By Patricia Wilson-Smith
Imagine it – you’re a three-year old. You’re awaken in the middle of the night by the sound of men wielding machetes, and all you hear as you cower next to your bed in terror are the screams of your family, as the violent strangers kill them one by one. You survive only because you go undetected. You’ve survived – but now you’re all alone.
You narrowly escape the fire that the strangers set – you stumble out of your home, onto the street, half-dressed, nearly blinded by your tears and the heat of the fire, and you watch as your home, and everyone and everything you hold dear in it, is ravaged by the flames.
Imagine then that this scene is repeated day after day after day for weeks – and that it seems to go on without end. This story and others like it are being repeated in Kenya today, even as we all sleep soundly in our nice comfortable beds, and worry about how we’re going to pay our Dillard’s bill this month.
On December 27th, an historic Presidential election was held in Kenya, one in which the Luo had hoped to see one of their own, Raila Odinga, elected to the highest office in Kenya for the first time.
Early polls showed that his victory over Mwai Kibaki was imminent, but greater than anticipated turnout in Kibaki strongholds, where the Kikuya live seemed to magically erase any pre-election lead for Odinga, and Kibaki was sworn in as Kenya’s President. Again.
The result has been an outbreak of civil violence and unrest that had once only reared its head in the nations surrounding Kenya. At last estimation, over 350,000 men, women, and children have been driven from their homes by the violence, and machete-wielding warlords had taken the lives of over 1,000 Kenyans.
There has been no real outcry – not from around the world, not from within the United States. We watch the sparse coverage of the story on the nightly news, and click our tongues, and turn the channel to get our daily Election ’08 fix, forgetting that the man who is responsible for sparking the political imaginations of so many, the man who has taught us all that as a nation, we can hope for more tolerance, more patience, and more unity, has his roots in Kenya, still has family in Kenya. We are connected to Kenya, whether we want to believe it or not.
It is so easy for us to live our daily lives, secure in the knowledge that no matter how bad our economy may get, no matter how disillusioned we become with our political system, our society will never disintegrate into chaos or anarchy, because, well, it just won’t.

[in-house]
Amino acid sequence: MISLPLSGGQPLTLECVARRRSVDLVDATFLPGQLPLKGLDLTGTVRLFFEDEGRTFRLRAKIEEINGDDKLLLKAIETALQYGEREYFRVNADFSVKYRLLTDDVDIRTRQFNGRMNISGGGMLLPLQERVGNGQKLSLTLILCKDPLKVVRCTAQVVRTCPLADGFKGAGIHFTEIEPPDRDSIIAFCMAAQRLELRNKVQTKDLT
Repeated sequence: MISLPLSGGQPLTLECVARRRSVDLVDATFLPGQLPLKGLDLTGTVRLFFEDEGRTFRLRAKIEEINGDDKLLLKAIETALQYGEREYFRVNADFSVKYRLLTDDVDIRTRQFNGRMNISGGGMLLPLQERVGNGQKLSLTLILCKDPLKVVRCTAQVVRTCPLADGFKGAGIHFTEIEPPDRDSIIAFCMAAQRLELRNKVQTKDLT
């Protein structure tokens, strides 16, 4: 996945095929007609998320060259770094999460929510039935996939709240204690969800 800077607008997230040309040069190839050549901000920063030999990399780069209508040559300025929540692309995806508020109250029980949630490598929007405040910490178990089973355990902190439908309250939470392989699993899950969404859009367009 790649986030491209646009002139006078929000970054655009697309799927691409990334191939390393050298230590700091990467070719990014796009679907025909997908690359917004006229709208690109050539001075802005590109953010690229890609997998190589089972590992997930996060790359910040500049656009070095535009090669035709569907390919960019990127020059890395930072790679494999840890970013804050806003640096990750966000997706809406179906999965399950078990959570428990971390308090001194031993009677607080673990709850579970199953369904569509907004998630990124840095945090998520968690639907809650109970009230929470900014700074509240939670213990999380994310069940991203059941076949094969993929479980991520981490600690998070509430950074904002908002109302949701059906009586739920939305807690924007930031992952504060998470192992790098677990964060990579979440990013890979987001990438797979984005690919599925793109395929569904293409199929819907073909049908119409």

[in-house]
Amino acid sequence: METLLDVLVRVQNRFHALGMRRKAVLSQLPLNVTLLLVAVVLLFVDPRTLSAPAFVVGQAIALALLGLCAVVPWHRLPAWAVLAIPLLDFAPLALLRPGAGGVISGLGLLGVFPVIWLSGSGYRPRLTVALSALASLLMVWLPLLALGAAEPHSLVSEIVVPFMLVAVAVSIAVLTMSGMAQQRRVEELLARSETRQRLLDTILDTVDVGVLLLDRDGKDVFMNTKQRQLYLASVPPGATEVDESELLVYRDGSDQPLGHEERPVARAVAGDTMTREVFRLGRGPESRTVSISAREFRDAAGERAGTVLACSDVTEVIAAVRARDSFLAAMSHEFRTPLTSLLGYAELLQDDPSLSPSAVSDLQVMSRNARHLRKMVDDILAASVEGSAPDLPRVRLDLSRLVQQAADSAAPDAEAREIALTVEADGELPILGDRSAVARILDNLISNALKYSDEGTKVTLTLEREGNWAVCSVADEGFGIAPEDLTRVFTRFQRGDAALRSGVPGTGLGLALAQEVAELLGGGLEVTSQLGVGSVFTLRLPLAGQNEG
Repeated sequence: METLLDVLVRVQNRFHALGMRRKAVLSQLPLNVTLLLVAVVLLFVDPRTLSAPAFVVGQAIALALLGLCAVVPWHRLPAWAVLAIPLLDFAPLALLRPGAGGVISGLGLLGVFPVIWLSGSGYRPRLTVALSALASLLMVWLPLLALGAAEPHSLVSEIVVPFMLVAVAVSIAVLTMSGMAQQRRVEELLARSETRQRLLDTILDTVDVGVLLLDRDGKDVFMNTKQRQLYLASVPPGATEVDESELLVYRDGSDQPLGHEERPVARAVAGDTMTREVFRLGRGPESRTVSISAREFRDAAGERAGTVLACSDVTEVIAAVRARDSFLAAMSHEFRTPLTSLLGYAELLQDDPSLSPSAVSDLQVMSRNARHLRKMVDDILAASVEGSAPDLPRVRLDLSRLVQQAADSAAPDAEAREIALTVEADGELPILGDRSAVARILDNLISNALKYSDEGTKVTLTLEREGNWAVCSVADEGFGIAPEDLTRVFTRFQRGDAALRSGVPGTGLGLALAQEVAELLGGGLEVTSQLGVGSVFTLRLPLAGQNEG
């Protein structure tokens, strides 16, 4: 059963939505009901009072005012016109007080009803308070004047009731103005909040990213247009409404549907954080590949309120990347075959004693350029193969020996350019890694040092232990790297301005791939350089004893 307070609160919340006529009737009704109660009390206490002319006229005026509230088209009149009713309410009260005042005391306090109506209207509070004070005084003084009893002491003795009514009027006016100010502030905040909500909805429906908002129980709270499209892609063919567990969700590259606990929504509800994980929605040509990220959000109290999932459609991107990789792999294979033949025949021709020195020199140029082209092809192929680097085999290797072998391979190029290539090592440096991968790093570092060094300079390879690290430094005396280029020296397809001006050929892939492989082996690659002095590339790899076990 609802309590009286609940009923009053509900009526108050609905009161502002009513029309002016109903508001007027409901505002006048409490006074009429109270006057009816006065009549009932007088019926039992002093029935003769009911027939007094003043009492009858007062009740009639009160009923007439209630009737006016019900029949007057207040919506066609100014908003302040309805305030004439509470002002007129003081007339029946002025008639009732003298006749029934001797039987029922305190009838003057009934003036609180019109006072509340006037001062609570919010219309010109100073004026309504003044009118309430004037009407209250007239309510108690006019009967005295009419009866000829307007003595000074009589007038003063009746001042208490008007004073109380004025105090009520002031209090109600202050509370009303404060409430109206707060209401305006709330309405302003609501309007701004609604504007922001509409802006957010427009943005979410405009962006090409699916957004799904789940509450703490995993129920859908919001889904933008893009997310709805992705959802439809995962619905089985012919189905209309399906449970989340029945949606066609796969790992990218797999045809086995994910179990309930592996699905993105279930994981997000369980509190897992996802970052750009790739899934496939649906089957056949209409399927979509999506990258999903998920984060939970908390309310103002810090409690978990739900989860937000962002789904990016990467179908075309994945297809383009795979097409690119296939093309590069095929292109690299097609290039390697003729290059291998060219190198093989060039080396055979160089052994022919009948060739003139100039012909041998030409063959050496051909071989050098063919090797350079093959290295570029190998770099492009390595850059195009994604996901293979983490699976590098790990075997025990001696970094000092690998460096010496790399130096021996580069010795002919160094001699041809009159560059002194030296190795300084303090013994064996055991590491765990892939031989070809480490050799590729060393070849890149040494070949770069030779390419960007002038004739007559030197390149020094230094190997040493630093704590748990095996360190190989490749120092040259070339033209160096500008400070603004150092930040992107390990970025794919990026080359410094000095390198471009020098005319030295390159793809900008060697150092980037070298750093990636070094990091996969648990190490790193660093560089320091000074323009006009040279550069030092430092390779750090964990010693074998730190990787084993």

But today, in Kenya, hundreds of thousands of people who live in the once tranquil, tourism-rich nation are now fleeing for their lives, leaving behind decimated homes, and any sense of safety they may have known. Can we really stand idly by, knowing that so many people are dying, and living in fear, and that no one is lifting a finger to help them? Would we be more willing to help if Kenya sat atop a great oil reserve, or if they were a strategically important base of operations for the U.S. in some other way?
What if a sea of phone calls could make the difference? What if you could copy this passage, cut and paste it into an email, send it to all of your friends, and make a difference?
Well maybe you can. I urge you, all of you, to make a phone call to your local television stations, your elected officials, your friends, your families, and anyone else you can think of, and remind them that the ancestral home of the man who has proven to be our greatest hope for a unified nation is under siege and needs our help. Kenya needs our help. It is time for us to see beyond ourselves, beyond our own borders, and help where we are needed, whether we have interests there are not.
Join me in contacting someone today – anyone, and telling them about the crisis in Kenya, and asking them to make a call to their congressman or Senator, and demand that they do SOMETHING before it’s too late. If you can’t do it for the Obama family, then do it for the innocent Kenyan children – they have everything to lose, and nothing to gain from the violence that threatens to destroy their land.
There are a number of great organizations lending their voices to this cause. If you’d like to learn more, or to make a donation, go to http://reliefforkenya.blogspot.com – it has links to a donation form, as well as posts about ongoing activities in Kenya.